Keeping simple children’s toys interesting with small modifications

souping_up_slot_cars

[Jaroslav] was racing slot cars with his son not too long ago, but like many of us discovered in our youth, driving cars around a small oval track can get dull after awhile. Rather than buy more track sections, he decided to fiddle with their cars a bit to make racing them a little more exciting.

After removing the top of his slot car, [Jaroslav] found that it cruised around corners with ease, giving him a distinct advantage over his son. He did the same with his son’s car to level the playing field, then he decided to add a few extra LEDs to make driving around the small track more lively.

Now, this obviously isn’t the most advanced of modifications, but it is a great example of extending the useful life of a toy by using cheap, easy to access components. We think that it would be reasonable to add even more features to the cars/track such as speed-dependent lighting or lap counters without changing the car dynamics all that much.

Any thoughts or suggestions to help [Jaroslav] soup up his kid’s race track even more? Share them with us in the comments.

Comments

  1. enystrom8734 says:

    I have one of those mini slot car tracks too, cheaply at a thrift store :D

    Made a digital track counter with and atmega out of the mechanical one that it included. Tracked times, and had ready set go lights. Next step was cutting power to the lane that won and such :D

  2. Nomad says:

    One question: Will this work with them digital slot cars? These are the ones where you can change lanes and stuff like that.

  3. Tech B. says:

    You could add two laser trip wire like devices and clock the speed. One os the lasers could double as the lap counter.

  4. Notary Sojac says:

    How about a persistence of vision type display to read out the score/lap number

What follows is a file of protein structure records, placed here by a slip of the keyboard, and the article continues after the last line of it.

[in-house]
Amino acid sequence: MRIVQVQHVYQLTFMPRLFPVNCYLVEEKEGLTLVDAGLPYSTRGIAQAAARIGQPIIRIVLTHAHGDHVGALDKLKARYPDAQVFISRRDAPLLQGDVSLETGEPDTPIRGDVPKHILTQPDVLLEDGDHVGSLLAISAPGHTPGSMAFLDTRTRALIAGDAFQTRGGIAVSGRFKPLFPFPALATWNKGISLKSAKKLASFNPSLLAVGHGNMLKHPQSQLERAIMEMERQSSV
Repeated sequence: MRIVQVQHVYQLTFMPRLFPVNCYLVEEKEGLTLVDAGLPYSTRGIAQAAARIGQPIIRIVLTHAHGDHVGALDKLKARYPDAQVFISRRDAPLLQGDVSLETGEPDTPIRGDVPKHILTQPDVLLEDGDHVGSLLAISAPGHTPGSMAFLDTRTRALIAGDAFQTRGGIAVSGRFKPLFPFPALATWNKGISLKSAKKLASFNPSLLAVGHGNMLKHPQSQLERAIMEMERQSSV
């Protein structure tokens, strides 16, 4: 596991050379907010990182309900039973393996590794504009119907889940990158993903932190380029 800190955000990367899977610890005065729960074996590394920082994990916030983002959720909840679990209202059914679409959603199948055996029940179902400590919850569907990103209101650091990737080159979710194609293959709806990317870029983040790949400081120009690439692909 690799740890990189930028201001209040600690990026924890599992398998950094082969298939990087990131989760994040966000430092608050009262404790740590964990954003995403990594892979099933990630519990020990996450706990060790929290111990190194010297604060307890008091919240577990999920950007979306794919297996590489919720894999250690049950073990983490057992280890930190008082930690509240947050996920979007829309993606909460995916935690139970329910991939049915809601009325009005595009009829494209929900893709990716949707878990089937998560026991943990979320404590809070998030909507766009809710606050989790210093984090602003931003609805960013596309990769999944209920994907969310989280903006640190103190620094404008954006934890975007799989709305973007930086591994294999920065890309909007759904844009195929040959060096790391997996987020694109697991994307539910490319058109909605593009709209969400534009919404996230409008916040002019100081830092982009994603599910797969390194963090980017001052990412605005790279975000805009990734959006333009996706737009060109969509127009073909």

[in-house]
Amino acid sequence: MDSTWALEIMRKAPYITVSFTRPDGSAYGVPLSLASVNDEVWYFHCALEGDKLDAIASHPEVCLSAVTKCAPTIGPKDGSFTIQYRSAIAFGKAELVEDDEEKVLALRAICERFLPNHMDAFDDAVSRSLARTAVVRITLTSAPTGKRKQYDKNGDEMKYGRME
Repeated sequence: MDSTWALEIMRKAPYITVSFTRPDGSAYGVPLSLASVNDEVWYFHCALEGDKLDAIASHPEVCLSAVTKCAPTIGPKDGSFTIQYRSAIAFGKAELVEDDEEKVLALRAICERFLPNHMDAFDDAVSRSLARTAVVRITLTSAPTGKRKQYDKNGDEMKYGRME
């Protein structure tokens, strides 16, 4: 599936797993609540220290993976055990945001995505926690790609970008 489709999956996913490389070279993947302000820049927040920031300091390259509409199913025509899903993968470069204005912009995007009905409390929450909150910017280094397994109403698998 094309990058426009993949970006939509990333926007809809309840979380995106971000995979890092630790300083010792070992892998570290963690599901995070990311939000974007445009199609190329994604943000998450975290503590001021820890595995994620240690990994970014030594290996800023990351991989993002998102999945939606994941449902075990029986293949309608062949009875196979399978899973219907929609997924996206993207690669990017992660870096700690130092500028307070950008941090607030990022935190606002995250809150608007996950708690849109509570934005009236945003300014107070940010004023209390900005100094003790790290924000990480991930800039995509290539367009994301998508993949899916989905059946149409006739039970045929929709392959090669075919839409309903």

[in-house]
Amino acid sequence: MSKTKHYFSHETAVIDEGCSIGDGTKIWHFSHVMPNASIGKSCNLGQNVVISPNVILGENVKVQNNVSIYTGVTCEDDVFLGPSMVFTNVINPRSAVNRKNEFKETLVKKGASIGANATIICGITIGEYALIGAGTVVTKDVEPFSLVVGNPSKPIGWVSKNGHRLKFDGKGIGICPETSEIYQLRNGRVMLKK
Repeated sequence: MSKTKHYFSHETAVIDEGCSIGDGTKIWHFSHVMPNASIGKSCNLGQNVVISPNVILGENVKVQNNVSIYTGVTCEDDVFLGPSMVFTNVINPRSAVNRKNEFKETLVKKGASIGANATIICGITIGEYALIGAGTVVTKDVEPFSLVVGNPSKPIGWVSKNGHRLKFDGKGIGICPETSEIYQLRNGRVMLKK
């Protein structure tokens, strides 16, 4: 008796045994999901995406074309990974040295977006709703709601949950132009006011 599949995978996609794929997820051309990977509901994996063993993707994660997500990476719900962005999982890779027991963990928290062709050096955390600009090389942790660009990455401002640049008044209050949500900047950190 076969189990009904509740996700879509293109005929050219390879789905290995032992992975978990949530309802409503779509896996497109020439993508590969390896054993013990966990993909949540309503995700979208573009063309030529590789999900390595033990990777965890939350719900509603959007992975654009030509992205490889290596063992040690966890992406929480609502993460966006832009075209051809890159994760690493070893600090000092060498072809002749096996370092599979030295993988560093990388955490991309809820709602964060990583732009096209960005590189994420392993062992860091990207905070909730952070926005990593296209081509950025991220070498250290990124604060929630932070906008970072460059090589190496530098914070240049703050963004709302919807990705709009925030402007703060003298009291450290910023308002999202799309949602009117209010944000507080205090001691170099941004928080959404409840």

5. Chris says:

    I used to remove the car bodies to improve turning when I was a kid. It let me hold the throttle down to full tilt when racing.

    You can also had weight to the car to help with the turns if it’s still flipping. Obviously, you may sacrifice speed, but if you can take the turns faster, it may help you.

    I wonder if you could fiddle with the supply voltage to increase the speed…..

  6. Andy says:

    easiest Mods would be a set of foamy style tyre’s and adding a magnet to the rear end of the car. Grips like crazy and stick to the track like glue.

    When i was younger with my dad, we used to swap out the original motors for higher rpm versions that can be found in hobby stores or out of older battery operated cars etc.

    They never really did corners but they could do straights like a drag car ^_^

  7. Tom the Brat says:

    As a kid who liked them but found some friend’s boring, my advice is: Get more track.

  8. lit says:

    You know what never fails to spice up old toys?

    Fire.

    Seriously.

  9. milesinst says:

    POV!
    Add a throttle sound .wav synched with throttlr position

  10. N0LKK says:

    Sometimes the simple hacks,as this are the most satisfying for the person who discovers them dependently. As Tom adding more track is simple, but living quarters hamper that for many.

  11. t&p says:

    make homemade track! more involved and cheaper. You can make them do loops and stuff. Make it out of wood! The electronics isn’t(shouldn’t be) really complicated to do. And for something even better. Make it automated so it can be like a display piece! Then your son and you can start working together and make background for the track! Would be great bonding time and something that makes me wish I had kids. Racing these thing is out of the question because, as what was mentioned, the inner track car will always win.

  12. Chris says:

    Make a jump! Filing/grinding the slot into a V shape instead of just a || shape on the landing part of the straight will help catch the steering pin of the car (it’s very unlikely to land perfectly in the slot without this modification).